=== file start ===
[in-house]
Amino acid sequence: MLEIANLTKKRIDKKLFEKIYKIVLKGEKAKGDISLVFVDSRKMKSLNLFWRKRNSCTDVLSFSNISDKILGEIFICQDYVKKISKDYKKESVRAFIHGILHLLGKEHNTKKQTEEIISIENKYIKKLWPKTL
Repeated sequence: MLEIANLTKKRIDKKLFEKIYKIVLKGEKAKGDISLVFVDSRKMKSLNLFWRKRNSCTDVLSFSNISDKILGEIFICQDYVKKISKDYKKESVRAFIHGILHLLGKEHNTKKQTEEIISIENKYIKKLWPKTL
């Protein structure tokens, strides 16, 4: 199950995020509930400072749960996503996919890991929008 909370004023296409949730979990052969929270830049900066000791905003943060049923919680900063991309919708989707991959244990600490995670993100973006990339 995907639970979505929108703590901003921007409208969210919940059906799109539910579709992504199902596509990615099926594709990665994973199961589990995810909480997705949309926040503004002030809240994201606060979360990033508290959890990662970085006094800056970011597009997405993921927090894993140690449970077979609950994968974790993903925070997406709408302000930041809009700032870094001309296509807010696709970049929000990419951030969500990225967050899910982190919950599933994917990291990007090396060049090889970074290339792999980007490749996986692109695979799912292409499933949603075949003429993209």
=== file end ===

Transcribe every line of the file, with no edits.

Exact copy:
[in-house]
Amino acid sequence: MLEIANLTKKRIDKKLFEKIYKIVLKGEKAKGDISLVFVDSRKMKSLNLFWRKRNSCTDVLSFSNISDKILGEIFICQDYVKKISKDYKKESVRAFIHGILHLLGKEHNTKKQTEEIISIENKYIKKLWPKTL
Repeated sequence: MLEIANLTKKRIDKKLFEKIYKIVLKGEKAKGDISLVFVDSRKMKSLNLFWRKRNSCTDVLSFSNISDKILGEIFICQDYVKKISKDYKKESVRAFIHGILHLLGKEHNTKKQTEEIISIENKYIKKLWPKTL
């Protein structure tokens, strides 16, 4: 199950995020509930400072749960996503996919890991929008 909370004023296409949730979990052969929270830049900066000791905003943060049923919680900063991309919708989707991959244990600490995670993100973006990339 995907639970979505929108703590901003921007409208969210919940059906799109539910579709992504199902596509990615099926594709990665994973199961589990995810909480997705949309926040503004002030809240994201606060979360990033508290959890990662970085006094800056970011597009997405993921927090894993140690449970077979609950994968974790993903925070997406709408302000930041809009700032870094001309296509807010696709970049929000990419951030969500990225967050899910982190919950599933994917990291990007090396060049090889970074290339792999980007490749996986692109695979799912292409499933949603075949003429993209």